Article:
Orthodox Judaism, the Judaism that seeks to be true to classic Judaism is now established in Israel.  Both Sephardic (Eastern and North African) and Ashkenazic Judaism from Eastern Europe maintained the standards of rigid legalism.  When the Zionist movement began, Jewish religious leaders rejected it. The Orthodox rejected it due to the teaching that we were not to have a state until the Messiah came and led us back to the Land.  Reform Judaism was seeking to break from the Orthodox legal restrictions and be a universal religion. The Zionist nationalism did not fit their desire for Judaism to morph into a universal religion. Only as Zionism succeeded did Orthodox thinkers arise who saw in the re-establishing of Israel a prophetic fulfillment and a foreshadowing of redemption.  Rabbi Abraham Kook led in the establishment, in the 1930s, the formation of a nationalistic modern Orthodoxy that would fully support Zionism and the idea of a state. Modern Nationalist Orthodox today fight in the army, seek to be in the professions and to be interacting with the larger society. Modern Orthodoxy in America, as in Yeshiva University in New York, has the same orientation.  These folks seek to follow Jewish strictures, but in a way that allows for cultural relevance. What is the problem? The problem is that in Israel they are more and more of a minority. Recent statistics indicate that they are not growing. Young people exposed to the larger world can be convinced to leave the world of Orthodoxy. What is growing greatly is the Ultra-Orthodox. The Ultra-Orthodox have displaced the Modern Orthodox in political power in Israel, though most are not Zionist.  The National Orthodox are shrinking in power in comparison. The Ultra-Orthodox lose very few of their children and have large families. Here are some important points.


  1. The Ultra-Orthodox, for the most part, refuse Army service. They claim to be studying Torah and should be exempt.  They mean studying Talmud and Jewish debates on the application of Jewish law (Halakah).  
  2. They reject courses in their schools that could prepare them for the workforce.  Yet the state must pay for these schools.
  3. The men in large numbers do not enter the workforce. Therefore these large Jewish families require enormous expenditures of welfare.  The women work to support the family but at low wages.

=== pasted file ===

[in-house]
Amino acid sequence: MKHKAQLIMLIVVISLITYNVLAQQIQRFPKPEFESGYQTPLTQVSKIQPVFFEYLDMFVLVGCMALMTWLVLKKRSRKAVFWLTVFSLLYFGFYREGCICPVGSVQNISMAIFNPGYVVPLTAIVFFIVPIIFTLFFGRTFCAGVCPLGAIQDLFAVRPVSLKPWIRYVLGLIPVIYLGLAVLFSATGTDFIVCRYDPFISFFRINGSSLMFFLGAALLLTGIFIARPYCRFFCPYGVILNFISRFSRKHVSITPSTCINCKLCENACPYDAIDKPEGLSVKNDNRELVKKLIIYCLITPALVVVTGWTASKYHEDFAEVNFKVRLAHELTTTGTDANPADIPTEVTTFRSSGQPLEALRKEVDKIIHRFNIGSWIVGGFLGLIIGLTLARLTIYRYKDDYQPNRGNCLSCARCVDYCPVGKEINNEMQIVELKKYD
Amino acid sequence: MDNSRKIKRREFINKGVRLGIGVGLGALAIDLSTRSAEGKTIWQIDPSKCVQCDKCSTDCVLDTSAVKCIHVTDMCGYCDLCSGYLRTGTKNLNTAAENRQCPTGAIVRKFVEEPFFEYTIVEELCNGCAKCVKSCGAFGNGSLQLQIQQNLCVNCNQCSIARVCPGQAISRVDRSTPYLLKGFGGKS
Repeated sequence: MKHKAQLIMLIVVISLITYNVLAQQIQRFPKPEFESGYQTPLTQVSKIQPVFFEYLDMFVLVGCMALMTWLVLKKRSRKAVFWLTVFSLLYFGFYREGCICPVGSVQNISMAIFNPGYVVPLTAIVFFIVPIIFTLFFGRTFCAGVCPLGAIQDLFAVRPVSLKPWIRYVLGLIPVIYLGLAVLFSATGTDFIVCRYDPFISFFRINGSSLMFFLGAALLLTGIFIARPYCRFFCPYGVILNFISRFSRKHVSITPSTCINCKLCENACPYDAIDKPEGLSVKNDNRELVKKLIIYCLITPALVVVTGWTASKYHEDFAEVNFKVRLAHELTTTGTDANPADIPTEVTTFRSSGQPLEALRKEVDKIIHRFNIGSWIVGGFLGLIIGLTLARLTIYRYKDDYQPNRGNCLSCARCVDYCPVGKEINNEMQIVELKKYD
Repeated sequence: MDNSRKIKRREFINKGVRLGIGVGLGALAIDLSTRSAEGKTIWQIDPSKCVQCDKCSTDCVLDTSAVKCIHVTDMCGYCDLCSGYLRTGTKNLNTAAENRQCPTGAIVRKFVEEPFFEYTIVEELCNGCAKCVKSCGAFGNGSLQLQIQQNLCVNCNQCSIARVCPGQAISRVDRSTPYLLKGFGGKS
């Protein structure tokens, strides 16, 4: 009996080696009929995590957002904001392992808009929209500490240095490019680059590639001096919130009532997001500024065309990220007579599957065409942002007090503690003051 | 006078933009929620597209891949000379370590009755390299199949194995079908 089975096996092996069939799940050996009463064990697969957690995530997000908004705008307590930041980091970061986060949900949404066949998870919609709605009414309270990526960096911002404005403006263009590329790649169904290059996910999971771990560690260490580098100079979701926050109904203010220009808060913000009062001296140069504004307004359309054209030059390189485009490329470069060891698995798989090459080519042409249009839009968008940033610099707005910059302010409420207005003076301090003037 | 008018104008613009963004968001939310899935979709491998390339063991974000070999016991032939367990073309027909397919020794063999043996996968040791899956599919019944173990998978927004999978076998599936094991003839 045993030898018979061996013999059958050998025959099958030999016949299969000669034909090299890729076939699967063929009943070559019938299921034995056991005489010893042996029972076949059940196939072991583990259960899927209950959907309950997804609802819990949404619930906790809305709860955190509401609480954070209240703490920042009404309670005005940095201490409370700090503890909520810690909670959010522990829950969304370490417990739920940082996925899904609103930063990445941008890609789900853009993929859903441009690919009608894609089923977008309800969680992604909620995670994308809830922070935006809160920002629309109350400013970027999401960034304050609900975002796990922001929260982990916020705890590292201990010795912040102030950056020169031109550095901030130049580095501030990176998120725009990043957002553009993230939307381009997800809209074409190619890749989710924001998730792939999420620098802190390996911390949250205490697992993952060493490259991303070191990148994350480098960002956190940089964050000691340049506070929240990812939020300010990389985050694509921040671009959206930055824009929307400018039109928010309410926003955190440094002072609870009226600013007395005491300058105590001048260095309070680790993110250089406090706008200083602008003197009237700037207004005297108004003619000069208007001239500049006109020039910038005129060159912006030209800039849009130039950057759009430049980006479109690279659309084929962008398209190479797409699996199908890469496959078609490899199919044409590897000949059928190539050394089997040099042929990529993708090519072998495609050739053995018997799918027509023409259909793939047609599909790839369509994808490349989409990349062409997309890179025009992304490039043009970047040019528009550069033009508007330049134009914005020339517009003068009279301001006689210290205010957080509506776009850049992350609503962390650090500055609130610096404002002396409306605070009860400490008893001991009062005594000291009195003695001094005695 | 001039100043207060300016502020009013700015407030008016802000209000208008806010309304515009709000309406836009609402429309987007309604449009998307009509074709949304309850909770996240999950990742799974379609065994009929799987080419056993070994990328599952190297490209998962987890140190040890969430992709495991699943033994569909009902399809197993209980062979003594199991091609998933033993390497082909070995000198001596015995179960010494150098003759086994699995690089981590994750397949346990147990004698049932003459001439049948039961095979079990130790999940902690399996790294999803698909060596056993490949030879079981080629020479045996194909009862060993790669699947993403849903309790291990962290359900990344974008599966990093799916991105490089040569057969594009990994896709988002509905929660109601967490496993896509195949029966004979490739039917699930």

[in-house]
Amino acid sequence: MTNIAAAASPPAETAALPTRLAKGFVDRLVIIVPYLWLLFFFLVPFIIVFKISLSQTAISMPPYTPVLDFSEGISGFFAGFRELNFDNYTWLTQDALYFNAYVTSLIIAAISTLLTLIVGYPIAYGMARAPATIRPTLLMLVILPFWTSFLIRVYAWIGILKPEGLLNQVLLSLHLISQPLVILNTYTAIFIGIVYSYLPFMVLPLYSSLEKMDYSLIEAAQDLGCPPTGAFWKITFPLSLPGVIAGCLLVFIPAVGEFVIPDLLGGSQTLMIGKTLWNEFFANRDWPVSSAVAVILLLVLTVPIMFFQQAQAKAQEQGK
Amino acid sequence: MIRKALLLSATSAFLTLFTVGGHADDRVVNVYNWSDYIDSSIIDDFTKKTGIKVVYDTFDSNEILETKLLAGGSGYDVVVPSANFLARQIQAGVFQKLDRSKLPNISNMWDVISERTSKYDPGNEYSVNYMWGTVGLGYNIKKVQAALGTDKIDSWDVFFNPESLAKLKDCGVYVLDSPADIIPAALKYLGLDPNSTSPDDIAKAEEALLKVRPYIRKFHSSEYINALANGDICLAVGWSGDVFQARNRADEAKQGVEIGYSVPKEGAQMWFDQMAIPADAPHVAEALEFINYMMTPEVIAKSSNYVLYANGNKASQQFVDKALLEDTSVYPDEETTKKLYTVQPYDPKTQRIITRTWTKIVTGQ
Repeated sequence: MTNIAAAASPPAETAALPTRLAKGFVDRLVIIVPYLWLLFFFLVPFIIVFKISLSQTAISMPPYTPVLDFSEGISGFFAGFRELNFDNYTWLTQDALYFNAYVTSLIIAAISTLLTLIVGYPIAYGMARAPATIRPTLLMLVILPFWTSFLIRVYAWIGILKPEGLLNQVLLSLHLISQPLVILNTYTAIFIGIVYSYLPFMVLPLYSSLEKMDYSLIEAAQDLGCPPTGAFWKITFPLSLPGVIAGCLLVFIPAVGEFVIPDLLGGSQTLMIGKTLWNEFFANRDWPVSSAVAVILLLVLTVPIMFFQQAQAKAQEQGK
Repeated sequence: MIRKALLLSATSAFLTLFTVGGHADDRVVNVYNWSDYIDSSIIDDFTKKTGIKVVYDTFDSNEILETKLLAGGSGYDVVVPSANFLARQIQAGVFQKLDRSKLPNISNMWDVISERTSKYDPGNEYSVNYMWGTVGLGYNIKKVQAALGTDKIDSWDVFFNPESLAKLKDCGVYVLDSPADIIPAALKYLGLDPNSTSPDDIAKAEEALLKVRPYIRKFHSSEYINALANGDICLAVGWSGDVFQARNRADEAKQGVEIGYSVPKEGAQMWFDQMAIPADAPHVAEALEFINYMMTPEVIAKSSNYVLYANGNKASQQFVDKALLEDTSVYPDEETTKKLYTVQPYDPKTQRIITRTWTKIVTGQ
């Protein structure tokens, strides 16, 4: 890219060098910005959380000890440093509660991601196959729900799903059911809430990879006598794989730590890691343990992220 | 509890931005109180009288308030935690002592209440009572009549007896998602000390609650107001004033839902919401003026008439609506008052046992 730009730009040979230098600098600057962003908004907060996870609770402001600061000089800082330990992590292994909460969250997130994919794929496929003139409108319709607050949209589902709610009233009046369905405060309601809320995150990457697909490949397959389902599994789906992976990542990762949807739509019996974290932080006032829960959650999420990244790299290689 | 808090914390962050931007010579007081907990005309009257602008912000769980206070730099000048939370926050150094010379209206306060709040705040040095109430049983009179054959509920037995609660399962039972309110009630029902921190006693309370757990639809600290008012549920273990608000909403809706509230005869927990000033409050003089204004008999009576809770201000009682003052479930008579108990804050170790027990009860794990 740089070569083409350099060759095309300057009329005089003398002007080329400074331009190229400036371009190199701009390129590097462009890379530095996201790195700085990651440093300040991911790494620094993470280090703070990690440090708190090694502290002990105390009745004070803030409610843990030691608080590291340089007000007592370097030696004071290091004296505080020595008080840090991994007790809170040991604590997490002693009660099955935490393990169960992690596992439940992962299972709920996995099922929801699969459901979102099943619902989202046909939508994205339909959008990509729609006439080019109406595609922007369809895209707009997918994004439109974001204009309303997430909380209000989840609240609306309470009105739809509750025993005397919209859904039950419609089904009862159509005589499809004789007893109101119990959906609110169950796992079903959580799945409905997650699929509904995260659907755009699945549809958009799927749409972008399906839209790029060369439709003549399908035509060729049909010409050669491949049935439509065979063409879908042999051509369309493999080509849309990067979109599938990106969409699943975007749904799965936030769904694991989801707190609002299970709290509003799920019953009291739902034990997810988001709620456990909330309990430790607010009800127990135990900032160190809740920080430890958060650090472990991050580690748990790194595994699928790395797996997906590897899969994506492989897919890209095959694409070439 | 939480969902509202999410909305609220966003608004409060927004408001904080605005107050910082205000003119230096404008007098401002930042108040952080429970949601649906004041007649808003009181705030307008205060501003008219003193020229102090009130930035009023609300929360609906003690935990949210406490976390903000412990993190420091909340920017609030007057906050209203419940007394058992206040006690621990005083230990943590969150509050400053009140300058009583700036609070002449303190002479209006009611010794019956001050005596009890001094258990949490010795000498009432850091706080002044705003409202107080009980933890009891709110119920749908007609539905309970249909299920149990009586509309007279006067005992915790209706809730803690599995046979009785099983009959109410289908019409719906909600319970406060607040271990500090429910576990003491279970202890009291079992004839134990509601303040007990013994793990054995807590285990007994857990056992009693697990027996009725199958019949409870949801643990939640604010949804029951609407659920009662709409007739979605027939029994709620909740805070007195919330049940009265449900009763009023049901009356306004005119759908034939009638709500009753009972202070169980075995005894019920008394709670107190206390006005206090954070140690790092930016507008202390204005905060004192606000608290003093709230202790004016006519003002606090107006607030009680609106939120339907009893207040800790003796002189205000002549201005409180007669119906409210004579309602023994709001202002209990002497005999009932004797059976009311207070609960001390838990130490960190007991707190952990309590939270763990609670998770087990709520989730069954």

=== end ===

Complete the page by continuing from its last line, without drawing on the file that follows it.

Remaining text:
4. A very large number of the Ultra-Orthodox are poor. 


Article after article in the Jewish press, Hebrew and English, claims that the Ultra-Orthodox are an existential threat to Israel.  Why? Because Israel cannot forever support this growing segment of the population that is projected in future decades to be 30% of the Jewish population.  The present government (Netanyahu) does not respond to this threat, but gives in to them, to stay in power. This is very shortsighted. The Ultra-Orthodox passed the 1 million mark in 2018.  Unless they are economically productive, they will destroy the economy. There is nothing in Jewish Law historically that requires a Jewish observance contrary to personal economic responsibility and productivity.  When this battle is finally engaged, it could lead to devastating conflict in Israel. 


The thought comes to me.  Isn’t it amazing that Judaism, as it developed and now is rooted in Israel, is one of the greatest threats to the State of Israel?   And isn’t it amazing that this Judaism grew from out of that ancient Jewish tradition in Talmud that results from the rejection of Yeshua?  It is also amazing that the only answer to the paradoxes of the state of Israel and the secular/Orthodox divide is to look back to where this wrong trajectory was set, back to the first century and to embrace Yeshua.  The continuing rejection of Yeshua has many causes. Anti-Semitism is one. However, before Anti-Semitism from Christians, there was the Jewish rejection of Yeshua. Other Judaism that is not Orthodox and the secular reject Him in part due to their roots in the formation of classical Judaism between 70 and 600 C. E.